If you’re not into dead people (I totally understand), I recommend going to Musée du Louvre first thing in the morning and check out those pyramids you see in Da Vinci Code movie. It is extremely challenging to go inside the Louvre and again unless you have at least half a day to do all the queueing and the looking for Mona Lisa, just spend an hour or two to enjoy the fabulous courtyard!
Next stop, Avenue des Champs-Élysées – one of the most expensive strip of street in the world for all your high street brand need (Louis Vuitton is at number 101). It also brings you straight to Arc de Triomphe, which is one of Paris iconic spots. Tips: you can go inside and up the arch.
Tour Eiffel, can’t miss it for the world! Tips: You take better pictures with Eiffel Tower from afar, so stop at Trocadero station for a great view of the tower. I went up the tower at another trip, but the queueing alone takes minimum 2 hours, so don’t bother if you only have a day. For 24 hours in fact, don’t bother to get close to it, as the tower isn’t very pretty up close.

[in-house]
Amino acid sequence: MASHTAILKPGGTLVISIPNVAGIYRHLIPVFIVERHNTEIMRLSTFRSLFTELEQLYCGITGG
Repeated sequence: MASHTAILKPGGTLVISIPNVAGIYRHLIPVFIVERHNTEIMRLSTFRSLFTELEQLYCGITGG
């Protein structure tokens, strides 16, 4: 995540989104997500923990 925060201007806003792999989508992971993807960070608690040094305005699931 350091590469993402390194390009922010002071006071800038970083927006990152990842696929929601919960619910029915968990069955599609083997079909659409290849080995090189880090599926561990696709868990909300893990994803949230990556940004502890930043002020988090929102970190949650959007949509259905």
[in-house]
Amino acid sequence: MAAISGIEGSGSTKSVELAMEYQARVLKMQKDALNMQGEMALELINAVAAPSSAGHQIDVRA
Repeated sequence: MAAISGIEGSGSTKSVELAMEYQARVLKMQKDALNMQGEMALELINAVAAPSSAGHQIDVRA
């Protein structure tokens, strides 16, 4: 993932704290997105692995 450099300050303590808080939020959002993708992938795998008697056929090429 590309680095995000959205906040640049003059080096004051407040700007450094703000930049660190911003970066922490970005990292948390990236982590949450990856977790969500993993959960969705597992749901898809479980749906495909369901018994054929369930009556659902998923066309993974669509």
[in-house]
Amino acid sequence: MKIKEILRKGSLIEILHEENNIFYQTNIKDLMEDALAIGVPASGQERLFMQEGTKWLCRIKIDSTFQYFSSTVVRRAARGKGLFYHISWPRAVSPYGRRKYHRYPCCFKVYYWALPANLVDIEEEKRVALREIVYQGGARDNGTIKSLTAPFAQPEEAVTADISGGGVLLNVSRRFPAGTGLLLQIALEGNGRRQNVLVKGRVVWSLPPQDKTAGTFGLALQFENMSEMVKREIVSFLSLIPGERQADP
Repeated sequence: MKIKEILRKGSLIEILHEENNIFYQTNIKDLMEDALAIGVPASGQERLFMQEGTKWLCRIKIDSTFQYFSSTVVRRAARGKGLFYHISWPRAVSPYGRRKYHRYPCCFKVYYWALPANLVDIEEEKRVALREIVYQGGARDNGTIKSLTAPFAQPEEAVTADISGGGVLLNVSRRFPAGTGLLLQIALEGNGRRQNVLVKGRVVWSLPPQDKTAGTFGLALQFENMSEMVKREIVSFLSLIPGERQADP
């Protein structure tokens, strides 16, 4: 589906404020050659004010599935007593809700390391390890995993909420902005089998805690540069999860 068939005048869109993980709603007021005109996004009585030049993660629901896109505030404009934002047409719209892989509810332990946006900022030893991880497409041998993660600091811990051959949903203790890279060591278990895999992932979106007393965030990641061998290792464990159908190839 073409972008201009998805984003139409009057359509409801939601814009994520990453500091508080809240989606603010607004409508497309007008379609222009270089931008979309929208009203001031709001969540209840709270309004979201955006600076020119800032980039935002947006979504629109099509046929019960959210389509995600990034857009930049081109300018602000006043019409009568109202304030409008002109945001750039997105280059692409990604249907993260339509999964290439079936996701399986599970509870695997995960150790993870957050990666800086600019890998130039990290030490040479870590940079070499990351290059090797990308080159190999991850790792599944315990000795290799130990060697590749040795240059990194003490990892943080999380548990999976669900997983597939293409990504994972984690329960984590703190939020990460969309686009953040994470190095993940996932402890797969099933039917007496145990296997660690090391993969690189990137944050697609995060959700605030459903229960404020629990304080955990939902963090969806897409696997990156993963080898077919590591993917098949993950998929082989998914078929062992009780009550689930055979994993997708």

Another controversial stop today is Galeries Lafayette – an upmarket French department store. My hands were tied and I had to go for various reasons as it is apparently a very popular shopping destination for Indonesians (so my aunties and mom said). But on the up side, the interior is rather gorgeous!